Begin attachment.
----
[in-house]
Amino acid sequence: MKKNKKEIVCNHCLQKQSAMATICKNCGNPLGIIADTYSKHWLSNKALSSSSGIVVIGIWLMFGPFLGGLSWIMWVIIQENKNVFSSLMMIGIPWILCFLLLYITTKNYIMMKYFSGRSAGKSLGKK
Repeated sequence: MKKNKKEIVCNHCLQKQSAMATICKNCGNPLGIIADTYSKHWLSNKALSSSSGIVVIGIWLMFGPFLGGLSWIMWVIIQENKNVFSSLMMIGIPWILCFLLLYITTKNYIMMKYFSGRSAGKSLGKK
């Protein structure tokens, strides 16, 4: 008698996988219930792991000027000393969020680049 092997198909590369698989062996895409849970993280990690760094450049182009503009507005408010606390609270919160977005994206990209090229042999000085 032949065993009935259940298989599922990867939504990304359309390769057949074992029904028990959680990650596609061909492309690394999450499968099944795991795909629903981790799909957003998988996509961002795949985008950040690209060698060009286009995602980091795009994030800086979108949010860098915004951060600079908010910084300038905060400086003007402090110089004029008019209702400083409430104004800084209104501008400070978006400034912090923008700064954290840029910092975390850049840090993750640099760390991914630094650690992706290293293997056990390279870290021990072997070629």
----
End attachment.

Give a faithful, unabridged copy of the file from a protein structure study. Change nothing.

[in-house]
Amino acid sequence: MKKNKKEIVCNHCLQKQSAMATICKNCGNPLGIIADTYSKHWLSNKALSSSSGIVVIGIWLMFGPFLGGLSWIMWVIIQENKNVFSSLMMIGIPWILCFLLLYITTKNYIMMKYFSGRSAGKSLGKK
Repeated sequence: MKKNKKEIVCNHCLQKQSAMATICKNCGNPLGIIADTYSKHWLSNKALSSSSGIVVIGIWLMFGPFLGGLSWIMWVIIQENKNVFSSLMMIGIPWILCFLLLYITTKNYIMMKYFSGRSAGKSLGKK
């Protein structure tokens, strides 16, 4: 008698996988219930792991000027000393969020680049 092997198909590369698989062996895409849970993280990690760094450049182009503009507005408010606390609270919160977005994206990209090229042999000085 032949065993009935259940298989599922990867939504990304359309390769057949074992029904028990959680990650596609061909492309690394999450499968099944795991795909629903981790799909957003998988996509961002795949985008950040690209060698060009286009995602980091795009994030800086979108949010860098915004951060600079908010910084300038905060400086003007402090110089004029008019209702400083409430104004800084209104501008400070978006400034912090923008700064954290840029910092975390850049840090993750640099760390991914630094650690992706290293293997056990390279870290021990072997070629």